The government imposes restrictions on marriage for its citizens. Muslim Emirati women are forbidden by law from marrying men of "the book" (referring to Christians and Jews), while Muslim Emirati men are allowed to marry women of "the book". In UAE, a union between a Muslim Emirati woman and a man of "the book" is punishable by law, since it is considered a form of "fornication".
Emirati ancestry, the result of emigration, also exist in other parts of the world, most notably in the Arabian Peninsula, Europe and North America. Population estimates are seen to have a very small diaspora, mainly because the UAE provides them with more than adequate welfare benefits, removing the need to live and work in other developed countries.
In recent years, many Emiratis who wear traditional attire have complained about being discriminated against by expatriates living in the UAE. Emirati men who wear the kandura or the women who wear the abaya have been turned away from certain leisure activities like visiting the beach, bowling in Dubai Outlet Mall or skiing at Ski Dubai. Emiratis have also complained of chronic overcharging in various shops and restaurants. Those wearing the Kandura are reportedly being charged triple amounts for goods and services, mainly because of public misconceptions that all Emiratis are rich.
At the same time, some Emiratis look down on other nationalities and do not support integration of expatriates into local society. In the workplace, excellent treatment is afforded to Emiratis compared to expatriates. The current generation of UAE locals commonly prefer government jobs and do not want to learn. 
- Call to naturalise some expats stirs anxiety in the UAE
- "Country-of-birth database". Organisation for Economic Co-operation and Development. Archived from the original on 17 June 2009. Retrieved 24 October 2010.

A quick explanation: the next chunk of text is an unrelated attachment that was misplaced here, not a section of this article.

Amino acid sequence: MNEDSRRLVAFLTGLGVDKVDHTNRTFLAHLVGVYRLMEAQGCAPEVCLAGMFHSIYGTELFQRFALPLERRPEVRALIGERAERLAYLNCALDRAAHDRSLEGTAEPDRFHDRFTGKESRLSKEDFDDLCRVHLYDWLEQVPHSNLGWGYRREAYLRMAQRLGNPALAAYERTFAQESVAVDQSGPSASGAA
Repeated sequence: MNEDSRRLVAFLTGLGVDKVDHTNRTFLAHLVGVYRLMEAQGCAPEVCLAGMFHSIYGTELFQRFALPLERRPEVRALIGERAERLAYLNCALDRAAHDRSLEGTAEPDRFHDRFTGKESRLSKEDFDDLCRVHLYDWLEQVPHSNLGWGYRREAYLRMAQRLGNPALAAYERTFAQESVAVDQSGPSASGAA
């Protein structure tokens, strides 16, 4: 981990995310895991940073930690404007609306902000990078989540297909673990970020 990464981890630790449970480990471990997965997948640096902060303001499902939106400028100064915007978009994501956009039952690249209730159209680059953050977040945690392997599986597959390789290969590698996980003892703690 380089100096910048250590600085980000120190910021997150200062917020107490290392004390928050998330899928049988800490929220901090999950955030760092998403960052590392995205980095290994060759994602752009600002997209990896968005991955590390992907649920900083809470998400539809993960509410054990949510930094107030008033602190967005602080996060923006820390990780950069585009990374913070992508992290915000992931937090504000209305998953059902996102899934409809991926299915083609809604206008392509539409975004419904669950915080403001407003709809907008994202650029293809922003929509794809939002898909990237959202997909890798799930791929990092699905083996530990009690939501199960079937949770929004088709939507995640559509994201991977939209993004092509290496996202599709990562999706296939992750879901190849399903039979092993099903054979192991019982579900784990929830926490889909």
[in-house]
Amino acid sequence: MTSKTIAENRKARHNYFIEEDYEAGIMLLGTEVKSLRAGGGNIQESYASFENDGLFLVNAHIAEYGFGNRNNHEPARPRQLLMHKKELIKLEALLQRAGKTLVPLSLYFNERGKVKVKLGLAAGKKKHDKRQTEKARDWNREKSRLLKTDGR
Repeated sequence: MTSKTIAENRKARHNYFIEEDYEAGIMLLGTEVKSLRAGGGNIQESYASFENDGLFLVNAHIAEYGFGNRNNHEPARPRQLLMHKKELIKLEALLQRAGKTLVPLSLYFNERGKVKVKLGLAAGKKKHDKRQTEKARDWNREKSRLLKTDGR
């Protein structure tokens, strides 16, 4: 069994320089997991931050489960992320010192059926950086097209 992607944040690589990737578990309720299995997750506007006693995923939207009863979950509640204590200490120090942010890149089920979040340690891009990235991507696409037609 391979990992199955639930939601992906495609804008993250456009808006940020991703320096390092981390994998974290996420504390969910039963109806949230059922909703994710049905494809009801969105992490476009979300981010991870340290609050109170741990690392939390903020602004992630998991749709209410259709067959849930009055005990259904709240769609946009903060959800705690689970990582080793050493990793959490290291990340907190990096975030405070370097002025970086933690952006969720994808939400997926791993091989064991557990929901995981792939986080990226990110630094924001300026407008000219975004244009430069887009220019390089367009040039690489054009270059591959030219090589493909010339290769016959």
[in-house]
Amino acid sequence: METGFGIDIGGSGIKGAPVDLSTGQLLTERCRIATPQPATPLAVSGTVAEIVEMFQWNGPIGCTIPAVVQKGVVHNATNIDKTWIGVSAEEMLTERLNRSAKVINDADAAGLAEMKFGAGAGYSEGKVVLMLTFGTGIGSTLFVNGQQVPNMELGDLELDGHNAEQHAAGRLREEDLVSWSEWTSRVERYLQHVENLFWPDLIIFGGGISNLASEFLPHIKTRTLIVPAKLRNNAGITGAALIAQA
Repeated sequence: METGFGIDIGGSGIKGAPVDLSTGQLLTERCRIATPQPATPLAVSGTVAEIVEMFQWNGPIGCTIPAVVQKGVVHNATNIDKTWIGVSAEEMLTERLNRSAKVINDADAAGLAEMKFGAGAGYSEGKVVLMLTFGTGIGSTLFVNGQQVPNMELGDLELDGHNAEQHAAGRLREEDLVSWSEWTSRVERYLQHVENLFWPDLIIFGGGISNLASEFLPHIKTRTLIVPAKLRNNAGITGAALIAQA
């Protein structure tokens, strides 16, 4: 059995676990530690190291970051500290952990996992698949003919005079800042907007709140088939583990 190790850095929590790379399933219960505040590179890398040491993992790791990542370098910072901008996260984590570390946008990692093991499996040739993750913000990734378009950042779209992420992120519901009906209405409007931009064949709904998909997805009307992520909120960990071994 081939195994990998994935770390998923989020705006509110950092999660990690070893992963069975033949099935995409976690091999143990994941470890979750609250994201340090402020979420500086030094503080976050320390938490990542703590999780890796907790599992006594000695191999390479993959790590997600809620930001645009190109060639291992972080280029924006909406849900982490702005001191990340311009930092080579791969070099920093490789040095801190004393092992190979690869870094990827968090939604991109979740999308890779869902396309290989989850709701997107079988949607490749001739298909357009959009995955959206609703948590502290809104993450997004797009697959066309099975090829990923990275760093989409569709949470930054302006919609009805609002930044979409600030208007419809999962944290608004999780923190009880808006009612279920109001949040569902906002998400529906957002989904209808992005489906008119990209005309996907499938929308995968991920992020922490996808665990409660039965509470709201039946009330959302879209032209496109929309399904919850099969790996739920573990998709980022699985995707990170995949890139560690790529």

- "Anzahl der Ausländer in Deutschland nach Herkunftsland (Stand: 31. Dezember 2014)". statista. Retrieved 2015-07-22.
- "Australia is keen to promote Islamic finance". Khaleej Times. 18 June 2010. Retrieved 22 November 2014.
- "Population at the first day of the quarter by municipality, sex, age, marital status, ancestry, country of origin and citizenship". Statistics Denmark. Retrieved 2014-09-26.
- "UAE Culture". Uae.gov.ae. 2000-06-01. Archived from the original on June 17, 2009. Retrieved 2009-07-15.
- Butler, Stuart (2007). Oman, UAE & Arabian Peninsula. p. 422.
- Warren, Alex (2012). The Battle for the Arab Spring:.
- MobileReference (2010). Travel Dubai, United Arab Emirates: Illustrated Guide, Phrasebook and Maps. Google eBooks.
- : The Government and Politics of the Middle East and North Africa. Long, Reich.
- Heard-Bey, Frauke (1990). From Trucial States to United Arab Emirates. London: Longman. pp. 27–80. ISBN 0582277280.
- Neil Patric (8 November 2008). "Nationalism and Internal Tensions in the UAE". The Institute of Energy Economics, Japan. Retrieved 3 July 2015.
- Kalir, Sur, Barak, Malini (2012). Transnational Flows and Permissive Politie.
- Cross, Jay (2011). Informal Learning.
- "Emiratis Want Crackdown On Tourists' Skimpy Dresses". Huffington Post. 2012-07-06.
- Mahdi, Ali (2003). Teen Life in the Middle East. p. 239.
- Bruijn, Liza (2010). Doing the deal, globally. p. 140.
- Douglas, Allen (1994). Arab comic strips. p. 150.
- Advanced Digital Technology www.adtworld.com (2008-04-05). "Gulfnews: Churches and temples in the UAE". Archive.gulfnews.com. Archived from the original on 2009-07-31. Retrieved 2009-07-15.
- There are also 2 Sikh Gurudwaras with the biggest one in Jebel Ali and a Buddhist temple in Al Garhoud.United Arab Emirates Religion
- United Arab Emirates International Religious Freedom Report, Bureau of Democracy, Human Rights, and Labor (2009)